Author Archives: touminnn

Literary Analysis: Thingification with food

In the Factory Ship by Kobayashi Takiji, the ship hands, fishermen and all the workers are all dehumanized to work like machines and tools. They all struggle to survive with the terrible treatment and living conditions, and the torment and verbal/physical abuse mainly from Asakawa. The story uses a lot of sensory details and metaphors to describe how the condition is to help us understand or maybe even feel how the situation at each scene was, mainly with food.

            The way food was used most commonly was in scenes where they were describing particular smells and visuals. Oyster’s slimy and bouncy surface was used to describe an ill fisherman’s bleated eyes. A Crab’s bright red color was used to describe the men’s freezing hands and face. By using these types of similes to describe the men, the men are also somewhat reduced to objects for the use of the executives, emperor, and company for their own benefits and profits. Their labor, lives, energy, and hard work are drained by how they work nonstop, only to be consumed as a resource to be taken advantage of. Since they are described with food, they themselves are might as well be considered food eaten by the authorities.

            Not just by how they are use similes within the story, they are also described octopuses because of their conditions of how they would “eat their own limbs (if they could) in order to survive”. This describes Japan from the current period very well because of all the workers (including farmers, miners, etc…) and their struggles to get money, which are stripped from the higher-ups. A little different from how the ship workers are described, Asakawa also directly addresses everyone on the ship as pigs.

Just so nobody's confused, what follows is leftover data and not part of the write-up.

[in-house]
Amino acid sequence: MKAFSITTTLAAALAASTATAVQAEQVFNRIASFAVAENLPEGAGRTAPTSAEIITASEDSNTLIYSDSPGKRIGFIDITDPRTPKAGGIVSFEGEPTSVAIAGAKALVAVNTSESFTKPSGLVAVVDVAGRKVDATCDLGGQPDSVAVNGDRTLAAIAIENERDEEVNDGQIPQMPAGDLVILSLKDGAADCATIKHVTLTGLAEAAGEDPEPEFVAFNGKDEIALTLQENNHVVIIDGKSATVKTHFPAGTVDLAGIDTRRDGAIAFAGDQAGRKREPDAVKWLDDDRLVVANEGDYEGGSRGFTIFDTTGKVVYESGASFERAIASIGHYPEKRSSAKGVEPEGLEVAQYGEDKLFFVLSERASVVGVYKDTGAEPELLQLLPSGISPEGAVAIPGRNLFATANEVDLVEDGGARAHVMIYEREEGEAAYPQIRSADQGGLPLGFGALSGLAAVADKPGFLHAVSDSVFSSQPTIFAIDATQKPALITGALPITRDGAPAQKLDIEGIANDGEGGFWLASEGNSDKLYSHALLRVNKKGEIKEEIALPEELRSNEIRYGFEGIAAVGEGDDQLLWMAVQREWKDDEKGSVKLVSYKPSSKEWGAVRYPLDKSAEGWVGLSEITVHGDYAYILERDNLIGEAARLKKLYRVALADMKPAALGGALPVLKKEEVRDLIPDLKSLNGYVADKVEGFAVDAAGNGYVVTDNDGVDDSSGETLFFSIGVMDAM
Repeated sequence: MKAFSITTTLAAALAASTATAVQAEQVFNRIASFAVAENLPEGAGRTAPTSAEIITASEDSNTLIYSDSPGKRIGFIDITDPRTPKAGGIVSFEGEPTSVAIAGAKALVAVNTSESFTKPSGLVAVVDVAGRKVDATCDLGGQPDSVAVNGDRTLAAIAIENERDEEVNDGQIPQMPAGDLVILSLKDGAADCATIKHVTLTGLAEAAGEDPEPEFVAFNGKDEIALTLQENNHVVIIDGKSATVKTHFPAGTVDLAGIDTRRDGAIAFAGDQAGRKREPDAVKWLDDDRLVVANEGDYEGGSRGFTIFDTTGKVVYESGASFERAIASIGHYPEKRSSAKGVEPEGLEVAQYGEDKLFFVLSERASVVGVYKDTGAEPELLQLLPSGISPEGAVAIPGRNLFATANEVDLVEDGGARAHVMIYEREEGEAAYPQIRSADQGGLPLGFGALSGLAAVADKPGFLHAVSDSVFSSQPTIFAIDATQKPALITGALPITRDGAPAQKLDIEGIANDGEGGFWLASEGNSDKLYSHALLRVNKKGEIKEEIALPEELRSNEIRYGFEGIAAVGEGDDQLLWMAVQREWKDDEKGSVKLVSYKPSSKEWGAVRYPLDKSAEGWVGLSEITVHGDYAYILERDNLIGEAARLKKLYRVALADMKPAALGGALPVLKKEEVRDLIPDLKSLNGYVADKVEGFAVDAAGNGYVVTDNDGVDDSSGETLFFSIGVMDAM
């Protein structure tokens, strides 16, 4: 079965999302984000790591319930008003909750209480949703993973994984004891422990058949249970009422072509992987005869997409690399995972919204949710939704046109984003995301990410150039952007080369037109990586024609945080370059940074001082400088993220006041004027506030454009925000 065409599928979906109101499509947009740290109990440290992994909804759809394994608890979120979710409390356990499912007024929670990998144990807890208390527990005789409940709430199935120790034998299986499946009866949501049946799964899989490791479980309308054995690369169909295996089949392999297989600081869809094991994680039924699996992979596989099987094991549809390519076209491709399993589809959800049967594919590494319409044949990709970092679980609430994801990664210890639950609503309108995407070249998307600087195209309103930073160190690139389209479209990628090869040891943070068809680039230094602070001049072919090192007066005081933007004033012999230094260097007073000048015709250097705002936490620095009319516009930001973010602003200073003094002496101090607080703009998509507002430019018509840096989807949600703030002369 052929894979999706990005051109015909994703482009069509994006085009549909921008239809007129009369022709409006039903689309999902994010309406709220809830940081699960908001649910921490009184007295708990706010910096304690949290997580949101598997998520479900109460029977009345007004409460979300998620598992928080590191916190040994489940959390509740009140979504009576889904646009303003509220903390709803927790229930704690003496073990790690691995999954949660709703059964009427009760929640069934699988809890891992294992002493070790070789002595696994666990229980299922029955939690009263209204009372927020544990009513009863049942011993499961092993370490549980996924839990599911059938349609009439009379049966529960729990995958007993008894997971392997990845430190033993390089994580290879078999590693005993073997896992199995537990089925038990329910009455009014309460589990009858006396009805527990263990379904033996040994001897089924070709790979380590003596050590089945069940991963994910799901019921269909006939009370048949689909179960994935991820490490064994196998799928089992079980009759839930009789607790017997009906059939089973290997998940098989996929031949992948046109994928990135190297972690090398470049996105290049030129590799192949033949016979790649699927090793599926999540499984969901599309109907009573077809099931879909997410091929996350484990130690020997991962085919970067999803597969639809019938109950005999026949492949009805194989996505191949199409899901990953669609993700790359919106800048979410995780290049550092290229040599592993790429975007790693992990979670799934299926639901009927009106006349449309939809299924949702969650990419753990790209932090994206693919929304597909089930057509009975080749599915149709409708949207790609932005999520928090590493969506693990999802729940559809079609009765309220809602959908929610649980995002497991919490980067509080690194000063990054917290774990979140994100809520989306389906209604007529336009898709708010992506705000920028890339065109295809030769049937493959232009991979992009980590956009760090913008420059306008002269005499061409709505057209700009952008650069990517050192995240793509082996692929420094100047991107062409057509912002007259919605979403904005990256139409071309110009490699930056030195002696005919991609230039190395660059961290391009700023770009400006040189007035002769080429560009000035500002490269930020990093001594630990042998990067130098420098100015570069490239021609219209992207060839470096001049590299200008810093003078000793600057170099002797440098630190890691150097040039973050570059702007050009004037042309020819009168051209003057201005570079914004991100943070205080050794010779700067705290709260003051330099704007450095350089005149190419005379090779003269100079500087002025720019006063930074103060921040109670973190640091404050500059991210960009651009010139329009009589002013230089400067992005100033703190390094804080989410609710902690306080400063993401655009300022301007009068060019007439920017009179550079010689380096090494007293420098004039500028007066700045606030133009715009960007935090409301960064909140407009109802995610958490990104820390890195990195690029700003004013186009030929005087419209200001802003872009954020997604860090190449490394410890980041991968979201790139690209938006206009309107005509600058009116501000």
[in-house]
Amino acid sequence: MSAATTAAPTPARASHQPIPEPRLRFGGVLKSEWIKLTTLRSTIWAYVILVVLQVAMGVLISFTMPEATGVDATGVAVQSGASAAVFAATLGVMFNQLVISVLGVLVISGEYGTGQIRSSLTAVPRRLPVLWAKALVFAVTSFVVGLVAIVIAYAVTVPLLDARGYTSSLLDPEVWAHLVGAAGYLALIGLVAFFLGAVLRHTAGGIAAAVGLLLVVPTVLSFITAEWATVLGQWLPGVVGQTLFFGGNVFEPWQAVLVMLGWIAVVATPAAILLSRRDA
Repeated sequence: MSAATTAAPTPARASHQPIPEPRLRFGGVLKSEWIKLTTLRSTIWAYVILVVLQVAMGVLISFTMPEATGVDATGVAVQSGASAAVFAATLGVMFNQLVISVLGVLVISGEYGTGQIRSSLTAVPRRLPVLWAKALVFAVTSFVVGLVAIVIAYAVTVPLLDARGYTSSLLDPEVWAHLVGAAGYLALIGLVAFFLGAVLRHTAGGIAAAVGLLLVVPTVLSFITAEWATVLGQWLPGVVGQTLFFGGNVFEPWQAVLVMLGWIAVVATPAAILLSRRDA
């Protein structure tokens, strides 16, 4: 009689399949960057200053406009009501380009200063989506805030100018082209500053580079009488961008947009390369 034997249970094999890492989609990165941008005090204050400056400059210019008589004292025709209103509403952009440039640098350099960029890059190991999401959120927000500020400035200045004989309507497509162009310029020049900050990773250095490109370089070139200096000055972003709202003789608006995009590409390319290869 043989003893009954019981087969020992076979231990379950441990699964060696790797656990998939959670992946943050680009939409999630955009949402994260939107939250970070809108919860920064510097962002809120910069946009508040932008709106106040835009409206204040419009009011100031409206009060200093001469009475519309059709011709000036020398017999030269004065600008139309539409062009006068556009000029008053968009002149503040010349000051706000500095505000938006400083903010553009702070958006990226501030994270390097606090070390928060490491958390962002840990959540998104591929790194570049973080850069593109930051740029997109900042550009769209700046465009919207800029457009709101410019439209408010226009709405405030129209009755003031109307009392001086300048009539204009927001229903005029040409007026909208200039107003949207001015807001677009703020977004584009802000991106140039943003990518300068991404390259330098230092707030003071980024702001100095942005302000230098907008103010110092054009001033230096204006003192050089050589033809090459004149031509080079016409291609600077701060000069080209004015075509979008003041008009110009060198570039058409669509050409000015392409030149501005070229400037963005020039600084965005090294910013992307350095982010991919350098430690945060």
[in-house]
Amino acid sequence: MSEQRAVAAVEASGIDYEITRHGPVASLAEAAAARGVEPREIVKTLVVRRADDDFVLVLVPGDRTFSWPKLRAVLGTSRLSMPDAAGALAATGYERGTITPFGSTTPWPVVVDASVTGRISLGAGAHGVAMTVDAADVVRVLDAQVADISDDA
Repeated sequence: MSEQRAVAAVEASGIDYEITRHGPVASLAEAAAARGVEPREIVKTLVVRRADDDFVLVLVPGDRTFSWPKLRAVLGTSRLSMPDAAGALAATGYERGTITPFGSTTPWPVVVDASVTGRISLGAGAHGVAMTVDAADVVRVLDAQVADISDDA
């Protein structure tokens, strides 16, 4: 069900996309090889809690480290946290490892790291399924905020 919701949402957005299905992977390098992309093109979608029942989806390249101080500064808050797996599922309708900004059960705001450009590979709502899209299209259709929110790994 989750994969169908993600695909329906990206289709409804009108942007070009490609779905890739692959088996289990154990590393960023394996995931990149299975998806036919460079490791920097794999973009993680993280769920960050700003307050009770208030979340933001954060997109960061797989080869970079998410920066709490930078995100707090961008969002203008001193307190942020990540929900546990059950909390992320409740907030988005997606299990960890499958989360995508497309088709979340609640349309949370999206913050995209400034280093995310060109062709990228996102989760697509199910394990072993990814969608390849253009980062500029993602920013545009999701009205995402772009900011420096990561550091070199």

And though the factory ship was a ship to capture and fish a lot of crabs for profit, there was only little talk of crabs. The only times crabs were mentioned were when there were empty broken shells on the deck, when they were canned to be shipped, or the juices that splashed on the men everyday, causing their stench and body odor to get worse by the day. Which leads to the lice and the fleas. Instead of the crabs being the stock (for food), it is almost as if the men are treated as livestock for profit on a farm. The situation where they are only allowed to bathe twice a month and for them to live with fleas and lice also hints animal qualities at a farm.

By the hints and treatment like animals within the story, Takiji shows how the men are considered possessions for whom they work. Not human workers, but they are “thingified” to be livestock, and their resources to be consumed and eaten by their owners as food. Maybe even worse than livestock since they are not even fed properly, but to be used as machines that work without rest, and not cared for (or abused) when ill or injured.

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Screen Shot: The apprentice and The perfect housewife